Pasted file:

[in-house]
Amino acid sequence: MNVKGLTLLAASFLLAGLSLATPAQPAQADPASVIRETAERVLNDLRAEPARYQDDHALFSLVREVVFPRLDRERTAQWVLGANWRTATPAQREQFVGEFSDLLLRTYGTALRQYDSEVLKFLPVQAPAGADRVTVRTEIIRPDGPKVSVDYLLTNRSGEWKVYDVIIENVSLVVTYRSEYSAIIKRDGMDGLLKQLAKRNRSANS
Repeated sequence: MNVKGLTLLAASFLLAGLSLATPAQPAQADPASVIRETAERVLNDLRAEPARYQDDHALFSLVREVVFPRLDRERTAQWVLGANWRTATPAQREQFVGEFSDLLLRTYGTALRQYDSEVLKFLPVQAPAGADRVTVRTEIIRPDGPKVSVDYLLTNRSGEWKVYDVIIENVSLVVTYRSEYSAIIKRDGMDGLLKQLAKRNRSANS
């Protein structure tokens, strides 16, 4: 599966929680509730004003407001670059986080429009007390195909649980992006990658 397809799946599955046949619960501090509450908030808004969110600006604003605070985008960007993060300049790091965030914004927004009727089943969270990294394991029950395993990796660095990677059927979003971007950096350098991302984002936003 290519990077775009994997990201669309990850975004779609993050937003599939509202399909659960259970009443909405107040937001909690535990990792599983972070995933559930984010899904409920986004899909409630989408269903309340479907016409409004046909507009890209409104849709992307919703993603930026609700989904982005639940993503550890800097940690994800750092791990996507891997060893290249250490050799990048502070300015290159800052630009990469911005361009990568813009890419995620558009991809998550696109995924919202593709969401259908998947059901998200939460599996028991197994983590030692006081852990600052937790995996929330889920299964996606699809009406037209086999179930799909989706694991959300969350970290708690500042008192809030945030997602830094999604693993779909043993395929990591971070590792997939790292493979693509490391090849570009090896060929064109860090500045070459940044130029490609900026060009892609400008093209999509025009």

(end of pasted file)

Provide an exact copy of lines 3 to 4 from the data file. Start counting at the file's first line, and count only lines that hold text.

Repeated sequence: MNVKGLTLLAASFLLAGLSLATPAQPAQADPASVIRETAERVLNDLRAEPARYQDDHALFSLVREVVFPRLDRERTAQWVLGANWRTATPAQREQFVGEFSDLLLRTYGTALRQYDSEVLKFLPVQAPAGADRVTVRTEIIRPDGPKVSVDYLLTNRSGEWKVYDVIIENVSLVVTYRSEYSAIIKRDGMDGLLKQLAKRNRSANS
């Protein structure tokens, strides 16, 4: 599966929680509730004003407001670059986080429009007390195909649980992006990658 397809799946599955046949619960501090509450908030808004969110600006604003605070985008960007993060300049790091965030914004927004009727089943969270990294394991029950395993990796660095990677059927979003971007950096350098991302984002936003 290519990077775009994997990201669309990850975004779609993050937003599939509202399909659960259970009443909405107040937001909690535990990792599983972070995933559930984010899904409920986004899909409630989408269903309340479907016409409004046909507009890209409104849709992307919703993603930026609700989904982005639940993503550890800097940690994800750092791990996507891997060893290249250490050799990048502070300015290159800052630009990469911005361009990568813009890419995620558009991809998550696109995924919202593709969401259908998947059901998200939460599996028991197994983590030692006081852990600052937790995996929330889920299964996606699809009406037209086999179930799909989706694991959300969350970290708690500042008192809030945030997602830094999604693993779909043993395929990591971070590792997939790292493979693509490391090849570009090896060929064109860090500045070459940044130029490609900026060009892609400008093209999509025009």